Even with these awesome weapons at your disposal, this battle won't be easy. I don't know about you but if I was fighting an enemy that sent out a huge metallic ball to crush me or a bell that would cause me and my comrades to die instantly, I'd turn tail and leave my post. Unfortunately for you, the work ethic of your enemy is far sturdier than mine. Odama is a needlessly difficult and frustrating game at times, which really diminishes the fun you could be having. I like a challenge just as much as the next guy, but Odama pushed me to my boiling point on a few occasions for a myriad of reasons. First off, while the game looks like a pinball table, the phsyics of the Odama aren't quite as fluid or as quick as you'd expect. Secondly, like in real pinball, it's game over when your Odama falls between your flippers. Thirdly, having to push the Ninten Bell to various locations on the map often requires far more troops than you've got - which results in the enemy pushing the Bell past your flipper which culminates in you losing. Fourthly, if you actually do make it to the end of the level, it will usually be by the skin of your teeth. You will start the next mission with what you ended the last mission with, which usually isn't much. Odama allows you to replay the level again in hopes you can increase your ending level cache, but since you're relying on the physics of a pinball, a lot of your success comes right down to luck, rather than strategy. Here's the kicker - if you return to earlier levels for a replay and lose, you won't be able to return to the later levels you already unlocked. You'll have to replay them again. If that's not worth hucking your entire GameCube against the wall, I don't know what is.

The learning curve of Odama will probably send most casual gamers right back to the rental store to play something else, but those who stick with it, far beyond the urge to burst into tears, will find a game that effectively plays different each time. The touchy controls play a part in the overall ineffectiveness of mastering Odama, which might actually appeal to some gamers hellbent on playing the next impossible to master video game. Using the flippers is easy enough, but Vivarium has given the player control over the playing field as well. The left analog stick allows you to tilt the battlefield, which is supposed to give you control over the path of the ball but it mostly leads to, what else...frustration. The microphone mechanic works moderately well, but will often not recognize what you're saying in the heat of battle, which also leads to frustration.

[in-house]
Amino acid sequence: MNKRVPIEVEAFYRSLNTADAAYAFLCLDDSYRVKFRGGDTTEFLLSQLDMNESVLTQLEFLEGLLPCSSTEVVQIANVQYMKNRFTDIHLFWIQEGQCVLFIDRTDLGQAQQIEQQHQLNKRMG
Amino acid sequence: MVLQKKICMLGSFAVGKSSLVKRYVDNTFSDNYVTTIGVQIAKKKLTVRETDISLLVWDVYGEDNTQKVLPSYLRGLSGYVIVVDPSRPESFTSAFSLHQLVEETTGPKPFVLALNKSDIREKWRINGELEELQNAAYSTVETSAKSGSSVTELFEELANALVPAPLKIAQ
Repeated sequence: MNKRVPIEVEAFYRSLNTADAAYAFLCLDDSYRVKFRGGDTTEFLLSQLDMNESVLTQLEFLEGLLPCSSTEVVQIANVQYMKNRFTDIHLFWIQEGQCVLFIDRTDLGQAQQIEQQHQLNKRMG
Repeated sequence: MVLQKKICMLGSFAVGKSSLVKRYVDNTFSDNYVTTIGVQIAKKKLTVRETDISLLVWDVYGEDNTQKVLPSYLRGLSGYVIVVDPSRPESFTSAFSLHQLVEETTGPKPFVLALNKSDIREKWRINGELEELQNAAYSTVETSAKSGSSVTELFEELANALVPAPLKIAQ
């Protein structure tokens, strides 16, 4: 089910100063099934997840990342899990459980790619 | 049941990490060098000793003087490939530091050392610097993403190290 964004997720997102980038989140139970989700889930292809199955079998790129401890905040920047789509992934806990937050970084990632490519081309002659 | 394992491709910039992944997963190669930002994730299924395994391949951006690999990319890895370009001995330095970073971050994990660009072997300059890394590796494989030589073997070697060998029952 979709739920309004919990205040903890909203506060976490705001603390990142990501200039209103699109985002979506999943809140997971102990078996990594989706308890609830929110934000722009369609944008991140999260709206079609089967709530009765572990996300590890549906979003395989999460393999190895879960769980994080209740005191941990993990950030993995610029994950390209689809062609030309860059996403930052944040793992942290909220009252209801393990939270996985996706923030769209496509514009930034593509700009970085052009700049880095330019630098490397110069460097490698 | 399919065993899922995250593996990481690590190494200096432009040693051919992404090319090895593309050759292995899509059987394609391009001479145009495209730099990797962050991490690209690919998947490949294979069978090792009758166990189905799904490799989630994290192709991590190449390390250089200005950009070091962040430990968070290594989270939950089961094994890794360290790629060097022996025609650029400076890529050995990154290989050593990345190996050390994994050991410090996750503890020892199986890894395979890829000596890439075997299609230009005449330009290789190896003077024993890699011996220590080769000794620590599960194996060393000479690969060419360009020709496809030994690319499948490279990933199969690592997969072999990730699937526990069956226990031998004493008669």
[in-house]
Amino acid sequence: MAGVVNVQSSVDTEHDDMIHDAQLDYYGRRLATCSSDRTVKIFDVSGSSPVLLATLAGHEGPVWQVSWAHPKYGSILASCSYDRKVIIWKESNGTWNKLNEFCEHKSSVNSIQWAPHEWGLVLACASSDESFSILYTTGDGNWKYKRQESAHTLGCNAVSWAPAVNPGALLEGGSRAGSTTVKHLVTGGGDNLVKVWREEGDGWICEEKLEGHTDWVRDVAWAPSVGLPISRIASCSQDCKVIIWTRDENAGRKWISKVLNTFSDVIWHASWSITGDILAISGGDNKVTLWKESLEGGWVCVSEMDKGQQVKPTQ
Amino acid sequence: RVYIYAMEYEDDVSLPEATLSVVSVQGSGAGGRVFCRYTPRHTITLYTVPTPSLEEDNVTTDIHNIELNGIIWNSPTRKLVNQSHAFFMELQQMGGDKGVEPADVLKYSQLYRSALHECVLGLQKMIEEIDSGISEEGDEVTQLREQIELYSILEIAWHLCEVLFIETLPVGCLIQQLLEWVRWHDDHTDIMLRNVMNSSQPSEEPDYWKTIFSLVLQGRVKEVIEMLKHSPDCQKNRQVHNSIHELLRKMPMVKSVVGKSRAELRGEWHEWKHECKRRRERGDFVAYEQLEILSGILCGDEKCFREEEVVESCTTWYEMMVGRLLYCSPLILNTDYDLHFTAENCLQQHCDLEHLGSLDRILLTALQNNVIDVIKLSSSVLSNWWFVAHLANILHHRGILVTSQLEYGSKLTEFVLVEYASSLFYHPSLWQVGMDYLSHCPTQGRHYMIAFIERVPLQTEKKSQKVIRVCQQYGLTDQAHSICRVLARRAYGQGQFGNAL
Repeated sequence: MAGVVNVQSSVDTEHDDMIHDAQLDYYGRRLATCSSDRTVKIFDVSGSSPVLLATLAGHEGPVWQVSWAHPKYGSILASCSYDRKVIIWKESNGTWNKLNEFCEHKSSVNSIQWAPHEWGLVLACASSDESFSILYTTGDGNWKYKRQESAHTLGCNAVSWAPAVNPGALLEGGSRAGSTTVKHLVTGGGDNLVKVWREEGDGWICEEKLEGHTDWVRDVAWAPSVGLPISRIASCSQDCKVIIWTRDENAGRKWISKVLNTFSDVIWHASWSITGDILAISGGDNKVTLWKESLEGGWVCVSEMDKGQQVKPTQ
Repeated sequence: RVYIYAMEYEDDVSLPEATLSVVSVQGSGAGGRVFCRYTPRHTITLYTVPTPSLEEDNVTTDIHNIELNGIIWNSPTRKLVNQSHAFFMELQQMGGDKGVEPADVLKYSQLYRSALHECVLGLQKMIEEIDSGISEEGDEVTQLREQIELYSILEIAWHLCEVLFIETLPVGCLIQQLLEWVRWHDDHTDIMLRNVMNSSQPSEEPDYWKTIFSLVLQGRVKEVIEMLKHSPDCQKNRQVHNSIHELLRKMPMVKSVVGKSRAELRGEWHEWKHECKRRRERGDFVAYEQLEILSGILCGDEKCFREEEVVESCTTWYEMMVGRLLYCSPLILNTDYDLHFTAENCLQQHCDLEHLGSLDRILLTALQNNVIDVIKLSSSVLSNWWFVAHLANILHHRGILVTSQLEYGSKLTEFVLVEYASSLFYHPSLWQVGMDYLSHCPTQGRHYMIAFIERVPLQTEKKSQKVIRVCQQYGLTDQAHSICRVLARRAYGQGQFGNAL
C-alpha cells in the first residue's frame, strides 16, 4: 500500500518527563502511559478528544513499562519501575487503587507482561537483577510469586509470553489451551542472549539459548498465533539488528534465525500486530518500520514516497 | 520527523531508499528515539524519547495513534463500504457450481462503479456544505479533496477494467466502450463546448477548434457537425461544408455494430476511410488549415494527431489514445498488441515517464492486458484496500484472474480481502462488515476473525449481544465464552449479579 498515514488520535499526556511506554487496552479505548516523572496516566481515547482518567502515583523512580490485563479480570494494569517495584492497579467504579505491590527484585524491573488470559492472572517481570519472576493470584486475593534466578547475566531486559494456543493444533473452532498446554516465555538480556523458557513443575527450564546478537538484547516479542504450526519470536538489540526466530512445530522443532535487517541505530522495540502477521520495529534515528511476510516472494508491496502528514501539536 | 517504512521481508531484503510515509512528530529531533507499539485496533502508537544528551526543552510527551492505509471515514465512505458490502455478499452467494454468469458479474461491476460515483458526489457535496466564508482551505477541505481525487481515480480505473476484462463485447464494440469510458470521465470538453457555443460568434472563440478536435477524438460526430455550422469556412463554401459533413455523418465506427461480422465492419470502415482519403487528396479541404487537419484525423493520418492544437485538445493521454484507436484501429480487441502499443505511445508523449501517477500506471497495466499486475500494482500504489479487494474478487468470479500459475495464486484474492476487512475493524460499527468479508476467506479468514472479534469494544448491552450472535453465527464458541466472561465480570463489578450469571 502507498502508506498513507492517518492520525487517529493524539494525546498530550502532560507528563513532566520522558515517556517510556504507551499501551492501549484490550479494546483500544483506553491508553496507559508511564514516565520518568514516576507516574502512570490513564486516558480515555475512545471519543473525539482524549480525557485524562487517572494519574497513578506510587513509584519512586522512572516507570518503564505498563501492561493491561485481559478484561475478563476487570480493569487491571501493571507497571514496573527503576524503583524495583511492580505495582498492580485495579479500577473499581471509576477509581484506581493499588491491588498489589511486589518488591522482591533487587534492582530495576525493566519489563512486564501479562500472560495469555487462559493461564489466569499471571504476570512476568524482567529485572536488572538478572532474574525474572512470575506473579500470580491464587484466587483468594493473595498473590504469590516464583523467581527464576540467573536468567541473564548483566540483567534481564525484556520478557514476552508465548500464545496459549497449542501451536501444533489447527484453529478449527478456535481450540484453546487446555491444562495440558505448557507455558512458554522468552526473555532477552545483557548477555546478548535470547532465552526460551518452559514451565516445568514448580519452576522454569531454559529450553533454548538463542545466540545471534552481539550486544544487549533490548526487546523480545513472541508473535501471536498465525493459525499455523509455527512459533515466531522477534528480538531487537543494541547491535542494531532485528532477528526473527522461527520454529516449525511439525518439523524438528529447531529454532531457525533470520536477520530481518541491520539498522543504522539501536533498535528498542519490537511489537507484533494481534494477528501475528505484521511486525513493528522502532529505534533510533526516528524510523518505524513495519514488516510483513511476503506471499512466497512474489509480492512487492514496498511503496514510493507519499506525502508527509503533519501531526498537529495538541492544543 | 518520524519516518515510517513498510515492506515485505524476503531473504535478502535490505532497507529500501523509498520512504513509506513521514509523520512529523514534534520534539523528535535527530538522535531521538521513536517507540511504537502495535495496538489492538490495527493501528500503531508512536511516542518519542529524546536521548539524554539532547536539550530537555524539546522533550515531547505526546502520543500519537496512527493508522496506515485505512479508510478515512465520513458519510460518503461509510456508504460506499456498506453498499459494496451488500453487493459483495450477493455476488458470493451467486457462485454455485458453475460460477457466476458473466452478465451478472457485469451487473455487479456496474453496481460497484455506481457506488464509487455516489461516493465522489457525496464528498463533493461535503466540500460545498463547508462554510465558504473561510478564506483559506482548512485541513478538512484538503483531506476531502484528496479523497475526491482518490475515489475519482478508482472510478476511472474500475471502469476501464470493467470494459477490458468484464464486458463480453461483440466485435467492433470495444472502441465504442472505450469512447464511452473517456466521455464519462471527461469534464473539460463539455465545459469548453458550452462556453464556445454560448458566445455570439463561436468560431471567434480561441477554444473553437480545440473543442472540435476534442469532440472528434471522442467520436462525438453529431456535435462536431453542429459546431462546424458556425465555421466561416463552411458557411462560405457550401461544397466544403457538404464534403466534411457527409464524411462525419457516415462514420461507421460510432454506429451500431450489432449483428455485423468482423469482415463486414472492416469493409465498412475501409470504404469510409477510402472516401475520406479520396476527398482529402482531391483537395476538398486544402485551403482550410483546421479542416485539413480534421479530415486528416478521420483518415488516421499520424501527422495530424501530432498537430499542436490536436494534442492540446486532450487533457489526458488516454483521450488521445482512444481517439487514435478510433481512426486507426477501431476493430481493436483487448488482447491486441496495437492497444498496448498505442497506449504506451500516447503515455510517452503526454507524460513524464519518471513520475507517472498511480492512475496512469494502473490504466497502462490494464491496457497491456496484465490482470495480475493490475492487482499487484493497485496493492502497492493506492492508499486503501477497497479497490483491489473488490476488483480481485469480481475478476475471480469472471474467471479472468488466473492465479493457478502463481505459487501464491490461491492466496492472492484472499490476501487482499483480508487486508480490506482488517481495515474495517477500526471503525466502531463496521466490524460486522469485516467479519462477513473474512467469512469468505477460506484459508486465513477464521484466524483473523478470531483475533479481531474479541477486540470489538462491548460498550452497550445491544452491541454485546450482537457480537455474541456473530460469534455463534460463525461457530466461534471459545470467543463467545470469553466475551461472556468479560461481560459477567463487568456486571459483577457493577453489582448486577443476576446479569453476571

Visually the feudal Japan battlefield is bland and won't hold the interest of eye candy junkies in the slightest. I found the environments to be quite lacking, which really hurts the games overall appeal as you'll only want to end the stage, rather than be excited to see what's coming next. The sound quality of the game is another matter entirely - as the sounds of war emanate throughout and are quite excellent. Good soundtrack as well.

Cube owners are usually more inviting to these kinds of quirky titles and chances are high that some of them will definitely be singing Odama's praises. I just can't get behind it as it suffers from too high a frustration factor which could have been easily tweaked. There are simply too many gameplay elements going on at once which results in an uneven experience. It's definitely oddball and innovative, which I applaud, but it's not executed well enough to be considered a classic in the same vein as Katamari Damacy or other equally imaginative games.


  • Using giant flippers, players aim the giant Odama ball to bowl over enemies, shatter their defenses and wreak havoc on the battlefield.
  • With the Nintendo GameCube Mic, players command men to charge the enemy, defend positions, seize the enemy gates and much more.

By Vaughn Smith
CCC Site Director

Rating out of 5
Odama (GC)
Not exactly the prettiest GC game in existence.
The flippers work well, the tilt feature is too touchy and the voice recognition system is touch and go.
Music / Sound FX / Voice Acting
Great ambient battle sounds and soundtrack.
Play Value
Will be extremely frustrating for most gamers. Once you're done, you're done.
Overall Rating - Fair
Not an average. See Rating legend above for a final score breakdown.
System: GC
Dev: Vivarium
Pub: Nintendo
Release: Apr 2006
Players: 1
Review by Vaughn

Review Rating Legend
1.0 - 1.9 = Avoid
2.0 - 2.4 = Poor
2.5 - 2.9 = Average
3.0 - 3.4 = Fair
3.5 - 3.9 = Good
4.0 - 4.4 = Great
4.5 - 4.9 = Must Buy
5.0 = The Best